Pre-Travel: Get Up and Go!
Making preparations probably constitutes the biggest hassle of any journey. And unlike those lucky folks who travel for pleasure, entrepreneurs (or their employees) embarking on business trips must tackle a confusion of extra details - a process that can render the whole experience a nightmare.
Fortunately, industry experts say an efficient pre-travel agenda can smooth bumps in the roughest road. The key lies in allowing ample time before departure to plan the details and to tie up loose ends. Whether turning to the pros for help or opting for a do-it-yourself approach, take note of the following strategies to make business travel a treat.
Travel Arrangements: Seeking an Agent
Though the Internet offers many services once exclusive to travel pros, some -- but not all -- business owners find themselves regretting that they've opted for the do-it-yourself method. Before hitting the road, for instance, the time needed for booking flights and hotels can interfere with other preparations. En route, airlines, hotel and itinerary glitches may sap energy and build frustration, undermining the traveler's ability to conduct business effectively.
Travel agents do charge a commission. On the other hand, they have the capacity to cater to specific needs and preferences, offer money-saving deals beyond what's available via Internet, and are a blessing in emergencies. For companies with employees, an agent can guarantee that personnel stick to the owner's travel policies.
When searching for an agent, experts say it's wise to:
- Ask friends, family and colleagues who they've used successfully.
- Visit several agencies and speak with staff persons. Agents should be good listeners and also willing to answer questions.
- Look for a good match. The selected agency's "style" should dovetail with the client's needs and wishes.
- Seek properly credentialed agents, preferably members of the American Society of Travel Agents, which enrolls more than 20,000 professionals in 140 countries.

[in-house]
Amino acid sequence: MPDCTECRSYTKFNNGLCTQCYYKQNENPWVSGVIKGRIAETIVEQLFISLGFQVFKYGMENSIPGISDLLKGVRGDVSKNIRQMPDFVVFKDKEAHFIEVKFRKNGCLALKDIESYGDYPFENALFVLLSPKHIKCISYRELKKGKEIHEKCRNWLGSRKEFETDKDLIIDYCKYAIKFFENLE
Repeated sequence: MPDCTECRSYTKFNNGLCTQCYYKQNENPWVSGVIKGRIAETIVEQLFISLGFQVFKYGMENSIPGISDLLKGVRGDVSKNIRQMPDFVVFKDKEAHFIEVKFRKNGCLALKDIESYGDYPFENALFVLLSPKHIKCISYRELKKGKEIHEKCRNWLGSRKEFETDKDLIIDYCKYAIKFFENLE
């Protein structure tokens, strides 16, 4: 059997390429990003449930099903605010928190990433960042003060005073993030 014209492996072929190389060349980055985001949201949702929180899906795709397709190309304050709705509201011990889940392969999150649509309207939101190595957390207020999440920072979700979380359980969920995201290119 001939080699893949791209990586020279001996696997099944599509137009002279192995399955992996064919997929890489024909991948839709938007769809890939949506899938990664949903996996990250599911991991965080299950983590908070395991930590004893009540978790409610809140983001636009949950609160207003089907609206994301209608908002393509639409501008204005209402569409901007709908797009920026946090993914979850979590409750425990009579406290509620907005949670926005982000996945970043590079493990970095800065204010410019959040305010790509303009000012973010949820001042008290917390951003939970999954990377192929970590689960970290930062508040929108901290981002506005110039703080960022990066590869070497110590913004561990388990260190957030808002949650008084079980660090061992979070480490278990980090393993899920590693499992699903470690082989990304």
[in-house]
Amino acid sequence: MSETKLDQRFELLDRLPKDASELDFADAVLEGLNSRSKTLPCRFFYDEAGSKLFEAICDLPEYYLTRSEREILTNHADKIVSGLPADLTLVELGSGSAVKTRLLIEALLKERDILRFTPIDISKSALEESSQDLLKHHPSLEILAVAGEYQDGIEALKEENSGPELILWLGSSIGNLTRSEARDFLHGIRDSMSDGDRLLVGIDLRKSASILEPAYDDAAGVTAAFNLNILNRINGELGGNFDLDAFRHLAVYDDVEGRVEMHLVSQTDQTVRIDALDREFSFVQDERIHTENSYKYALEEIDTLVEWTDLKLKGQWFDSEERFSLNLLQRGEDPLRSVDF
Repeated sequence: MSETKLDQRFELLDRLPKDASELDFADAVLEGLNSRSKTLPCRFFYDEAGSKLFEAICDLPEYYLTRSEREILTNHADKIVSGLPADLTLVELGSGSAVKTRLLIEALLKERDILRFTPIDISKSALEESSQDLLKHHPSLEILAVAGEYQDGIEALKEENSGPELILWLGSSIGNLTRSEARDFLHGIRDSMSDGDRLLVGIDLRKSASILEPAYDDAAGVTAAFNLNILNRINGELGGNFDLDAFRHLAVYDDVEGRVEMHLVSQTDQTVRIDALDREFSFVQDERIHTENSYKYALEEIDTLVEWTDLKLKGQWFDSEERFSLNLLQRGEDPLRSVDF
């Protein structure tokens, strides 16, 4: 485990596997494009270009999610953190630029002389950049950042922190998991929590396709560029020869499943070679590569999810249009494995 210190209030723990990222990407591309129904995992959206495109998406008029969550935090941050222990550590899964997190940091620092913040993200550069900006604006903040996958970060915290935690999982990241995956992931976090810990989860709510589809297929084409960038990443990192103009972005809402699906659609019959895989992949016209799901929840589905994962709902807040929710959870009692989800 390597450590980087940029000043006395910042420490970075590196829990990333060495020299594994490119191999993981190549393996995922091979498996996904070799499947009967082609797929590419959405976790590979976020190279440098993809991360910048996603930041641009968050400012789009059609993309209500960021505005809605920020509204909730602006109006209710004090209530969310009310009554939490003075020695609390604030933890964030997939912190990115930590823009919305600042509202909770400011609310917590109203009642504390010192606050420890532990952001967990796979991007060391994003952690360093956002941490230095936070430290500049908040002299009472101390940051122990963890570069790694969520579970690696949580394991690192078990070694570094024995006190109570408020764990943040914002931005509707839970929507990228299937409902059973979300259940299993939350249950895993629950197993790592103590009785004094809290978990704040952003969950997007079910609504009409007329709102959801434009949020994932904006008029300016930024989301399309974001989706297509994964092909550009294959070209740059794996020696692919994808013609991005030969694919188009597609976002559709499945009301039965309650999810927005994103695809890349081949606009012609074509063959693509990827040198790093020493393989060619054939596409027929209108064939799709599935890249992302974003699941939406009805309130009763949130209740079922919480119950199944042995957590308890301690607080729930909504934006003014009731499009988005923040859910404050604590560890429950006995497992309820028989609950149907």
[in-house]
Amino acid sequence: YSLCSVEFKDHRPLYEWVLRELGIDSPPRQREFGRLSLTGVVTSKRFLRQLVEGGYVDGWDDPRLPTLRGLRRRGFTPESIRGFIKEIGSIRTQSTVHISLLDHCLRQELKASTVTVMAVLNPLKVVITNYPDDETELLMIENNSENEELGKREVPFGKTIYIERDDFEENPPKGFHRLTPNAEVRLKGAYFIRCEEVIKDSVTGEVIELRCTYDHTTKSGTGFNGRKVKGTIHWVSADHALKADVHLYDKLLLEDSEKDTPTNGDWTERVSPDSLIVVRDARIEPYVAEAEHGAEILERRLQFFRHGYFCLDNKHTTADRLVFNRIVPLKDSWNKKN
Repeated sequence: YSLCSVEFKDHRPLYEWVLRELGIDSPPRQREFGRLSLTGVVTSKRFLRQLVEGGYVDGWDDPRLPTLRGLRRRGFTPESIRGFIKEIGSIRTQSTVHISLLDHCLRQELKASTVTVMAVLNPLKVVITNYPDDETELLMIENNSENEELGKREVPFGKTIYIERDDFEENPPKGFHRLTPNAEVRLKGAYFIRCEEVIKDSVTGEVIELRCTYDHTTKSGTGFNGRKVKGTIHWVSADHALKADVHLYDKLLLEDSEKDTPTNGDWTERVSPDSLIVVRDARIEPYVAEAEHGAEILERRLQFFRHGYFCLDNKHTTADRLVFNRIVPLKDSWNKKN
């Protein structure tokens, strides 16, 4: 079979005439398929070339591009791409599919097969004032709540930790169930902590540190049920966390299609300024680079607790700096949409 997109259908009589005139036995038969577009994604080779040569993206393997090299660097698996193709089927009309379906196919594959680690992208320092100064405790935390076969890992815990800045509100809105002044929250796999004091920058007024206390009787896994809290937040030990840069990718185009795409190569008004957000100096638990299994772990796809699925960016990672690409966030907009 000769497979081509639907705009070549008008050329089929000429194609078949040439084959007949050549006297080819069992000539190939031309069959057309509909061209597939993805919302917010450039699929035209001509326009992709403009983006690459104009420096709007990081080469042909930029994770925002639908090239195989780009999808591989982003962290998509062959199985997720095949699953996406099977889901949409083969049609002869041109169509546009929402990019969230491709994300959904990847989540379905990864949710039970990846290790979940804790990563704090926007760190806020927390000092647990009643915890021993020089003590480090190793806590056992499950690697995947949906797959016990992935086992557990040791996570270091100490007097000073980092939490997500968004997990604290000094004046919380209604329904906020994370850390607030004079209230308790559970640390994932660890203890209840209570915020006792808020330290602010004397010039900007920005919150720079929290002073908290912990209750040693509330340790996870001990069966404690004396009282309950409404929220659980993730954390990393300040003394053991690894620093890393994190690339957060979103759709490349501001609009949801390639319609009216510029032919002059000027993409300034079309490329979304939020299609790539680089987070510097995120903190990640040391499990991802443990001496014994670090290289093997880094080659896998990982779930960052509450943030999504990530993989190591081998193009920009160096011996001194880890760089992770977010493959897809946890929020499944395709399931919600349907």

"Do-it-yourself" travel CAN work.
Given that the heart of entrepreneurship is a willingness to take chances, some business owners insist on overseeing their companies' travel arrangements. This should pose no problem -- other than an unavoidable time commitment -- especially if the do-it-yourselfer has made friends with the Internet. Sites like www.sidestep.com, which searches hundreds of travel Web sites for the best deals in airfare, lodging, etc., offers the convenience of a personal travel agent with a few taps of the computer keyboard.
That said, pundits do suggest some strategies targeting reservations, expenses, safety and other business-travel related issues:
- When making airline, hotel and car-rental arrangements, check out companies that offer special deals to business owners. Remember that not all travel-oriented businesses advertise savings, so it's always smart to ask.
- Run online price comparisons using Web sites such as travelocity.com, expedia.com and orbitz.com. These allow price comparisons on airlines, hotels and rental cars, often at rates better than the providers advertise. .
- For travel in the United States, check with the destination cities' chambers of commerce and convention/visitors bureaus for recommendations regarding meeting facilities, lodgings, restaurants and professional networking opportunities. Cities nationwide have gone online with this information, so simply log on to access.
- When employees hit the road on business, the National Business Travel Association advises that owners set and enforce company wide travel policies; make finding and booking travel quick and easy; aggregate purchasing of travel and related services in order to get the best value; and centralize information on all traveling employees to facilitate rapid response to internal or external crises.